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Economics by Innuendo and Error

David Morse’s “A Quaker Response to Economic Globalization” (FJ May) exhibits many errors in economics. He is correct to sympathize with those in need, but we must always strive to act in light of actual circumstances to offer real, long‐term solutions. Otherwise, we risk making the problems worse.

Kenneth Boulding is alleged to have said, “It isn’t that Quakers don’t know economics; it is that the economics they know is wrong.” It often consists of making sly remarks about the economy, emphasizing a particular slant with which the reading audience is presumed to agree. It is usually accompanied by errors in economic history that have been popularly believed. David Morse’s article has done all of these.

Here is the first of his incorrect statements: “What our press touts as ‘free trade’ is, in reality, an elaborate set of rules written by large‐scale international organizations to give them a competitive advantage over small‐scale local operations” (p.9). Not so. The rules of free trade are worked out by consulting governments with the World Trade Organization. Using these rules, the WTO has often reached decisions adverse to “large‐scale international organizations.” The ruling against “foreign trade corporations” (that get tax advantages by their location on U.S. territory overseas) is one. The WTO demanded that this practice be ended. If the decision is implemented properly, multinational corporations will lose billions of dollars of tax advantages they once held. Likewise, the WTO forced President Bush to renounce steel tariffs, a move that was very costly to U.S. steel companies. In April 2004, the WTO decided against U.S. cotton farmers by supporting Brazil’s contention that U.S. subsidies were illegal by international trade rules. If the U.S. does not withdraw the subsidies, other countries will be authorized to put heavy tariffs on U.S. exports.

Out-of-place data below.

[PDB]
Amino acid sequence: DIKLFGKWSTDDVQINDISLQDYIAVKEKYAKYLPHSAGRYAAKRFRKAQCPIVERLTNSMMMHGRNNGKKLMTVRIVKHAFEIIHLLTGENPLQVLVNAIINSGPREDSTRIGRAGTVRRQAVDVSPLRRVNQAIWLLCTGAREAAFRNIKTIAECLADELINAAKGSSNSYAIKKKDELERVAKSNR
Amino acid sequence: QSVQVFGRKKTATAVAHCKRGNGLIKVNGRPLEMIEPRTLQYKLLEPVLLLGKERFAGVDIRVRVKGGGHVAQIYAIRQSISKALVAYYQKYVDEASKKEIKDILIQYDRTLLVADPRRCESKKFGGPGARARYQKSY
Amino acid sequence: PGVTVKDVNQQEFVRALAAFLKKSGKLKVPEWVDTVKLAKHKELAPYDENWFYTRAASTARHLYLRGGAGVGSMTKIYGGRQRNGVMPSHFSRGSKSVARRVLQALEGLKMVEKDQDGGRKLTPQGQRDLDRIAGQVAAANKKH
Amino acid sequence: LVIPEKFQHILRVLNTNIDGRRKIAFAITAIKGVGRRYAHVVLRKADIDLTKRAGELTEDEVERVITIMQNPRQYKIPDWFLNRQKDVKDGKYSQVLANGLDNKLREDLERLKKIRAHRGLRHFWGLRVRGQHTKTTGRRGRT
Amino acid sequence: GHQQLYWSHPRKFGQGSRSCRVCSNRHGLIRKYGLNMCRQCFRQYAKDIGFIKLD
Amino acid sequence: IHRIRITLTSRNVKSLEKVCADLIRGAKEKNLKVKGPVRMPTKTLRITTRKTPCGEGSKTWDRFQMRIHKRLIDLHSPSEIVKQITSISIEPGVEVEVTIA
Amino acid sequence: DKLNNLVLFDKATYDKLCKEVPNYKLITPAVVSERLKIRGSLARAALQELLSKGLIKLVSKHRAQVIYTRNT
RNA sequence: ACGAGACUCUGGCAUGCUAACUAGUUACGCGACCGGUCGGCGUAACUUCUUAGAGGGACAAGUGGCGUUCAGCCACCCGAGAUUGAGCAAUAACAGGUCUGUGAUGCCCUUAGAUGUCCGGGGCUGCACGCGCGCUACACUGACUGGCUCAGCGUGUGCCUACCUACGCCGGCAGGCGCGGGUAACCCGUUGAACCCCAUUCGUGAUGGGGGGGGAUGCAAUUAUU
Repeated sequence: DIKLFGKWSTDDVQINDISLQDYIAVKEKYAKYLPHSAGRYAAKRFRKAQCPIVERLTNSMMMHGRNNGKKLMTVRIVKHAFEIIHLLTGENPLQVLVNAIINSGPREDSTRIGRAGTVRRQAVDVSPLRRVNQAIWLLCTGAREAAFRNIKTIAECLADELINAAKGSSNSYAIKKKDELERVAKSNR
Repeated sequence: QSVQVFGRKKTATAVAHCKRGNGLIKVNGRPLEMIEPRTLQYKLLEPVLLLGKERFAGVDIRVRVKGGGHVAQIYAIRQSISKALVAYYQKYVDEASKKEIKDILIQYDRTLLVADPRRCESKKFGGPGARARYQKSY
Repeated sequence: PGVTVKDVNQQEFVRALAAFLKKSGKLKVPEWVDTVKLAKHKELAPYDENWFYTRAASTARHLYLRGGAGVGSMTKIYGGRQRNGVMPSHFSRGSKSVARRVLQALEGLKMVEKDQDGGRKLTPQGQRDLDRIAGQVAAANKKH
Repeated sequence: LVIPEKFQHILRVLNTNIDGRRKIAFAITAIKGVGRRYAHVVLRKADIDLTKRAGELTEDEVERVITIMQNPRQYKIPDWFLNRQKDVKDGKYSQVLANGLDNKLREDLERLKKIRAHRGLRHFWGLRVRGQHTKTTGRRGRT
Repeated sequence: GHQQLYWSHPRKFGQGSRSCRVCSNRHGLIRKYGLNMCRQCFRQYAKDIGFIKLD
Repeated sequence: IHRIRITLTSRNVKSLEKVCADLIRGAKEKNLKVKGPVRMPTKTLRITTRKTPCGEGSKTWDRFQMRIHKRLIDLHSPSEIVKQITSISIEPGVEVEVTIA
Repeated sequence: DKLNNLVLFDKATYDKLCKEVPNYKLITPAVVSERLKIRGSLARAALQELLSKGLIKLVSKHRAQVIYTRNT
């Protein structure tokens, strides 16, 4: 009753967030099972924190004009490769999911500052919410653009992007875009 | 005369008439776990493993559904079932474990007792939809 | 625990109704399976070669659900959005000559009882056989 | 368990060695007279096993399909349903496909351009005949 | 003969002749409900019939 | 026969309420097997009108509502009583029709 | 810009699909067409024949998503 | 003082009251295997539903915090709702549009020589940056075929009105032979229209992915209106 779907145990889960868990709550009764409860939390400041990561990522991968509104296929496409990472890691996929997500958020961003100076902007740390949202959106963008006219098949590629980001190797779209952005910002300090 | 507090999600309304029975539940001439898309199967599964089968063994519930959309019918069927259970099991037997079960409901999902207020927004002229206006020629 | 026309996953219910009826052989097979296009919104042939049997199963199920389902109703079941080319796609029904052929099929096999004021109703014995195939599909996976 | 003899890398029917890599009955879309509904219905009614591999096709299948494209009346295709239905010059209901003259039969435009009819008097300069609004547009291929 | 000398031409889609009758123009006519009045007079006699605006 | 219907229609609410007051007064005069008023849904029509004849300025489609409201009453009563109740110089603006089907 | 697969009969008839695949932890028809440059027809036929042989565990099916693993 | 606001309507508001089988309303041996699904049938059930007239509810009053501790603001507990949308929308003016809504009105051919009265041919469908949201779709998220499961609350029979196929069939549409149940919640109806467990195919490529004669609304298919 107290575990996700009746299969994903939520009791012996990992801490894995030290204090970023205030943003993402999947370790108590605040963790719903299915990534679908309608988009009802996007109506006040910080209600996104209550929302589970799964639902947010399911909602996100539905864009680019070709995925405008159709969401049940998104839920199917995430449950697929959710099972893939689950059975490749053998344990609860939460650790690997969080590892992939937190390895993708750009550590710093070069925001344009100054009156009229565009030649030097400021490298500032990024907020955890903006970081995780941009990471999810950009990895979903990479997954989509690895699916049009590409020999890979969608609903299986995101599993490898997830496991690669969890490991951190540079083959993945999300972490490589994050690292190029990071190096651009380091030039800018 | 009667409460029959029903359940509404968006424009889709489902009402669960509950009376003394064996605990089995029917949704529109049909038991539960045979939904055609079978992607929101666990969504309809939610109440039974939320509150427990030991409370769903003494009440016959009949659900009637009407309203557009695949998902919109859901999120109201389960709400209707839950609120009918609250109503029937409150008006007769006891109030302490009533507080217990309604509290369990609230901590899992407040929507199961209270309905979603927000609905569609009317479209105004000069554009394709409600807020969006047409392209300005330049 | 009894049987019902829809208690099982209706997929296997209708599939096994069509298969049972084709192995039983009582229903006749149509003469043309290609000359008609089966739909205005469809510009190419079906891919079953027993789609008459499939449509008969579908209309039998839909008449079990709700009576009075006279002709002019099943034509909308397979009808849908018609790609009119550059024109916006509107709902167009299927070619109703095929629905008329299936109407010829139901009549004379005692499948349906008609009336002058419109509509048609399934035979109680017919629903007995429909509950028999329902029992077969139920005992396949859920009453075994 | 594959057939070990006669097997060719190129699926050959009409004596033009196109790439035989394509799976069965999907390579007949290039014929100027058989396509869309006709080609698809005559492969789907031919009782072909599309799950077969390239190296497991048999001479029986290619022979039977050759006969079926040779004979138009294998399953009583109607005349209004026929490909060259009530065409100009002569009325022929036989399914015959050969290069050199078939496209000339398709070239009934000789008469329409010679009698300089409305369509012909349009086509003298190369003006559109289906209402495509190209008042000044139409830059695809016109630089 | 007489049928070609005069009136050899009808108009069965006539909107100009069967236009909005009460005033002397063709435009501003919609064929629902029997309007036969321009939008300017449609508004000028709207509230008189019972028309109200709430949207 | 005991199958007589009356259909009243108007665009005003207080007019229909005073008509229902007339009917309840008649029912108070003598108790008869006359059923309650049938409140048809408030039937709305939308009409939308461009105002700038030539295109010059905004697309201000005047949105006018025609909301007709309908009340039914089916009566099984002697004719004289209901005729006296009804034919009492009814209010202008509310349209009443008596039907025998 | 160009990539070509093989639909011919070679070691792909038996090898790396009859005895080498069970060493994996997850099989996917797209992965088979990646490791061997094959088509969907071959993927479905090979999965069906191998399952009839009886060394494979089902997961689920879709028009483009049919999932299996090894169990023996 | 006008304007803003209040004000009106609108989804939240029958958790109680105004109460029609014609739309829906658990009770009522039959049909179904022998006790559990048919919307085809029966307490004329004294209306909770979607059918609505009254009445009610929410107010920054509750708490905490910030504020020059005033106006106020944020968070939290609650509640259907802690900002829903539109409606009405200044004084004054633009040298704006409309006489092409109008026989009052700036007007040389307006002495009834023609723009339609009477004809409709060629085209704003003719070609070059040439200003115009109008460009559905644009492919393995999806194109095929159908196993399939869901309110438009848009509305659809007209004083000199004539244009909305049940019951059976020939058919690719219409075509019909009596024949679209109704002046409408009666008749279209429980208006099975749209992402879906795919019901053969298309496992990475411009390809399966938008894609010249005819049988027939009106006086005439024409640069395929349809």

Thus some WTO decisions favor corporations; others disfavor them. There is no general pattern, only adherence to international trade rules agreed on by 147 member countries.

David Morse also opposes sweatshops, as do many Quakers. But “sweatshops” as we call them are the universal type of factory employing unskilled workers throughout the less developed world. Most have never traded with the United States. Oxfam has done a study showing that if we boycott sweatshops, we may drive their workers into even more harmful conditions, such as prostitution, factories that are less safe, or farmwork amid poisonous chemicals. Several economists have done similar studies with similar results, but David Morse does not mention any of them. The way to upgrade labor (and wages) is not through such quick‐fix methods as refusing to buy their products, but through the arduous task of training to increase worker skills.